There used to be a spirit of solidarity binding all the embattled members of the conservative movement. But with conservatism ascendant, that spirit has eroded. Should Bush lose, it will be like a pack of wolves that suddenly turns on itself. The civil war over the future of the party will be ruthless and bloody. The foreign-policy realists will battle the democracy-promoting Reaganites. The immigrant-bashing nativists will battle the free marketeers. The tax-cutting growth wing will battle the fiscally prudent deficit hawks. The social conservatives will war with the social moderates, the biotech skeptics with the biotech enthusiasts, the K Street corporatists with the tariff-loving populists, the civil libertarians with the security-minded Ashcroftians. In short, the Republican Party is unstable.
New York Times Magazine
How to Reinvent the G.O.P.
August 29, 2004
Republicans and conservatives are quarreling over Congress's intervention in the Terri Schiavo case, and the rising influence of Christian conservatives. Some Republicans in Washington and statehouses are balking at federal tax cuts in the face of deficits or spending cuts, while a few are worried that the war in Iraq will lead to more foreign entanglements. Republicans are beginning to whisper in the past tense as they discuss Mr. Bush's signature second-term measure, the revamping of Social Security.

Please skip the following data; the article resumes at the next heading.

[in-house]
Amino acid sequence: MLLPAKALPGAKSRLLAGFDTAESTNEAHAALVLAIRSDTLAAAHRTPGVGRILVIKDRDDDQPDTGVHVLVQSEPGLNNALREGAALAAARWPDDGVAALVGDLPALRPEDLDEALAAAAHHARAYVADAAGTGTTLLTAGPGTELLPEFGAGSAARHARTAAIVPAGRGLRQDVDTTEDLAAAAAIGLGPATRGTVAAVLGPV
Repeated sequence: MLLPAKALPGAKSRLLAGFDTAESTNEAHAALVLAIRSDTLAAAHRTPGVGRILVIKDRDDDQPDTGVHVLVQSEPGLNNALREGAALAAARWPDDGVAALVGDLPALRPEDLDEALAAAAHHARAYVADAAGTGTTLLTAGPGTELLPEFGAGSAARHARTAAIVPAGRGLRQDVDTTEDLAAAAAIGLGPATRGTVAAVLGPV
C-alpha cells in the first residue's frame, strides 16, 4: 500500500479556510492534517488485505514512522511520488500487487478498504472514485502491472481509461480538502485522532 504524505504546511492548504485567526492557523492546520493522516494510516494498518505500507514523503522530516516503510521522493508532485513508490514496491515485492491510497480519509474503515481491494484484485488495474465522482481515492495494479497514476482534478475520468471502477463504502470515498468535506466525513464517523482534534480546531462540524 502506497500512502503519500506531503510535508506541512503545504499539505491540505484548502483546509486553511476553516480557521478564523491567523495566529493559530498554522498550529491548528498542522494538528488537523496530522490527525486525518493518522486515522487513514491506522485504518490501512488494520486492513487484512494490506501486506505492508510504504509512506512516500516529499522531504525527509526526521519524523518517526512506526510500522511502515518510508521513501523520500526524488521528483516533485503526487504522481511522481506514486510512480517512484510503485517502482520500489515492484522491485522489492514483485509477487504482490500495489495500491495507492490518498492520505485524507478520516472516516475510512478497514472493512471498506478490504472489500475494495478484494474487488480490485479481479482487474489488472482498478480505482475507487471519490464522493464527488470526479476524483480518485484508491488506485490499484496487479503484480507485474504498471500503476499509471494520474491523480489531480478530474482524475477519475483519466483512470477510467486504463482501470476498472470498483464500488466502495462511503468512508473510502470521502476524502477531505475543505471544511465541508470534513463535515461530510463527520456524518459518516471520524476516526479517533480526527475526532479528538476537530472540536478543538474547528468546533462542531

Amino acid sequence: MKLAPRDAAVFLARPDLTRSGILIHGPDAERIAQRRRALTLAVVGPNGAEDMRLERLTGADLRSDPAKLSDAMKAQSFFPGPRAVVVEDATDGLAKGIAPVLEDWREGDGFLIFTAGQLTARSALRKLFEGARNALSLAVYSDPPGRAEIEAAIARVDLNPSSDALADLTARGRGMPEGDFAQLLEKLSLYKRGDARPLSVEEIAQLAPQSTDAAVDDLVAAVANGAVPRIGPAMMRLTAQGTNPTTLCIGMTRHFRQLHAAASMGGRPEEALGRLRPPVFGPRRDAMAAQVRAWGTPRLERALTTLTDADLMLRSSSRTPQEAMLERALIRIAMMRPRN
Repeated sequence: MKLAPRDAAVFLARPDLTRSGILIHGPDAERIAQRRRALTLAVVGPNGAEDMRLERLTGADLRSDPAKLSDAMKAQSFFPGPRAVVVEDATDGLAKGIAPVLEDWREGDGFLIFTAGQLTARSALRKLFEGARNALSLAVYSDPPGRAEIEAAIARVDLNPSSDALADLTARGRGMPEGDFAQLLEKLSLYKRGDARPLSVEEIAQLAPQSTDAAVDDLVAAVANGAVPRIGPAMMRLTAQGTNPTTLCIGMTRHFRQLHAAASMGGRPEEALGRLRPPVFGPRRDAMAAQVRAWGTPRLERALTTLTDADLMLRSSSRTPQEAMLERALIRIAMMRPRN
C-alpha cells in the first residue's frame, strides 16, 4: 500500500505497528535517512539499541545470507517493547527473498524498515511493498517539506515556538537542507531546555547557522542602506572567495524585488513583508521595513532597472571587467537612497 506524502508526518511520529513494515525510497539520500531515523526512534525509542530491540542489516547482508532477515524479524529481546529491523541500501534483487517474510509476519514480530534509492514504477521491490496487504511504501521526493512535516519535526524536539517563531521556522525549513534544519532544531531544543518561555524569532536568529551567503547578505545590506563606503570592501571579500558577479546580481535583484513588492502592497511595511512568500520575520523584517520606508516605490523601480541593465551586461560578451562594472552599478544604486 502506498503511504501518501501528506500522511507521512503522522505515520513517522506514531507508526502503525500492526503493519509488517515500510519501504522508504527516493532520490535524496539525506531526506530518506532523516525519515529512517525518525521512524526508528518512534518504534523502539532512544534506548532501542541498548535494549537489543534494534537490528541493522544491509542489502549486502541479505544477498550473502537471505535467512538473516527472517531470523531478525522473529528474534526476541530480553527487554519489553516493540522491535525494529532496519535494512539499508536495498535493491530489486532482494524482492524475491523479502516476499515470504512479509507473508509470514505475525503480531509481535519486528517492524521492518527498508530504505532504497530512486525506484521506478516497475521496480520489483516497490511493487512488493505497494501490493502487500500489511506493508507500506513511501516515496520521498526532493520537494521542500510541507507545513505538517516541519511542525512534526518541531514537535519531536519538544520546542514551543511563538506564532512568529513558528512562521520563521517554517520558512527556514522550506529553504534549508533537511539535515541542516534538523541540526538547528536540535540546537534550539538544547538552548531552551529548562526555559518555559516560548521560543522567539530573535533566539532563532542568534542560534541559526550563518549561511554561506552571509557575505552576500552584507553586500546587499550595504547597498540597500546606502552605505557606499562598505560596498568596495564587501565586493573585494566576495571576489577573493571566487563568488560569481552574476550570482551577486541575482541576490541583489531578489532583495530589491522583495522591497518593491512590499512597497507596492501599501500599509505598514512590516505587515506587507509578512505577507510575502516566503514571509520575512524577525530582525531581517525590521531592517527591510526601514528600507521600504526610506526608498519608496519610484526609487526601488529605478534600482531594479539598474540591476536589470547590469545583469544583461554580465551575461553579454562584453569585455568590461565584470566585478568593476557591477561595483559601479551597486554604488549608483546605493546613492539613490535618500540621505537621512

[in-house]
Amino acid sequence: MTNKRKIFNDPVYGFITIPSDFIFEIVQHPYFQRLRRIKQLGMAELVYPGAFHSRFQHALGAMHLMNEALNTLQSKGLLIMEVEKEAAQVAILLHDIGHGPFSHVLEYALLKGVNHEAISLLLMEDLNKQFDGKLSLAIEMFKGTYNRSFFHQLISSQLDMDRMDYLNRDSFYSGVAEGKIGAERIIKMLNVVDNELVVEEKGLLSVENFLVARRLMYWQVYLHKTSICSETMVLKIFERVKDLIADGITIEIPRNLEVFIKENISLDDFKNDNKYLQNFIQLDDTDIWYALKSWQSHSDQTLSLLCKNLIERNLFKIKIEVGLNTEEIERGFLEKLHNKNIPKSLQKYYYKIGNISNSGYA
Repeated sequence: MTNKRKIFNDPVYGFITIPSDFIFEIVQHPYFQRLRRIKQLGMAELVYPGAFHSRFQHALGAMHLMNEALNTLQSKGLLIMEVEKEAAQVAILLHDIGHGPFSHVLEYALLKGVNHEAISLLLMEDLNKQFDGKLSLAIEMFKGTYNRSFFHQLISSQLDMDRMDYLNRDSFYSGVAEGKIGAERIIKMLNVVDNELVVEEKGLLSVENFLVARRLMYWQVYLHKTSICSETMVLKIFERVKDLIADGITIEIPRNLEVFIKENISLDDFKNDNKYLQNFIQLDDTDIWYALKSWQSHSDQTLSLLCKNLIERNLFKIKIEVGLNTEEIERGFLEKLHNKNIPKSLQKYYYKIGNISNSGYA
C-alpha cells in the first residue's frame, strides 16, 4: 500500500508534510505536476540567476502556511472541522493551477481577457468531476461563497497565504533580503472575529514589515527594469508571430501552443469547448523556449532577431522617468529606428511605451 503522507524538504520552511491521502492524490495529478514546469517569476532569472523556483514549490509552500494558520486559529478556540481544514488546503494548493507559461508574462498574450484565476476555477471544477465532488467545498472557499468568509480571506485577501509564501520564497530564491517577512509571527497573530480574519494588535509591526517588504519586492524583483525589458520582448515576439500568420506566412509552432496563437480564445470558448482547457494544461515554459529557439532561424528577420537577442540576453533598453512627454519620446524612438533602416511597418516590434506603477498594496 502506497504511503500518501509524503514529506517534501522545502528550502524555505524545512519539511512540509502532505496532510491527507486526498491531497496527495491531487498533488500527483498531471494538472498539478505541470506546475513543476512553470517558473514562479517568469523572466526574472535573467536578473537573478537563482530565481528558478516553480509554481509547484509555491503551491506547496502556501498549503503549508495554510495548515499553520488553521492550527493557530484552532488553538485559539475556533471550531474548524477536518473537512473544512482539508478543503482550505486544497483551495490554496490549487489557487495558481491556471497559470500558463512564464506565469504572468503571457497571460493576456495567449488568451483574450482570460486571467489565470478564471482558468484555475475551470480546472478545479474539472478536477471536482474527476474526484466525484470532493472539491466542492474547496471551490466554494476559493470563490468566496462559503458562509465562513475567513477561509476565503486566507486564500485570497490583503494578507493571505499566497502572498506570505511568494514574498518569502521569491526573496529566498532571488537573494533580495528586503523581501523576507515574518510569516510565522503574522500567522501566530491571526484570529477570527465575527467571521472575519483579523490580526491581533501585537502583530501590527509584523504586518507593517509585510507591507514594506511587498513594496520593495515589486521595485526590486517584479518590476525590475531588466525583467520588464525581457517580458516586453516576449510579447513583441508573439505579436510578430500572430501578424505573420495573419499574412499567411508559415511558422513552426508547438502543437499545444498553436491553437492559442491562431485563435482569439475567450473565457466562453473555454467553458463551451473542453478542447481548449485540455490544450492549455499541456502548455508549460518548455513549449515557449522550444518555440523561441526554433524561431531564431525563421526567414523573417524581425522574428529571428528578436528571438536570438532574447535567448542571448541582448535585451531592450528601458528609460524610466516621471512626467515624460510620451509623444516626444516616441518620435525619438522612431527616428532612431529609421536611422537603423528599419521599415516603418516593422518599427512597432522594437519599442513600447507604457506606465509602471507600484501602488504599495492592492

Conservative commentators and blogs are even warning that Republican divisions could turn into turmoil once President Bush begins his fade from power. "The American right is splintering," the sometimes-conservative commentator Andrew Sullivan wrote in a column for The Sunday Times of London headlined, "Bush's Triumph Conceals the Great Conservative Crack-Up."
New York Times
Squabbles Under the Big Tent
April 2, 2005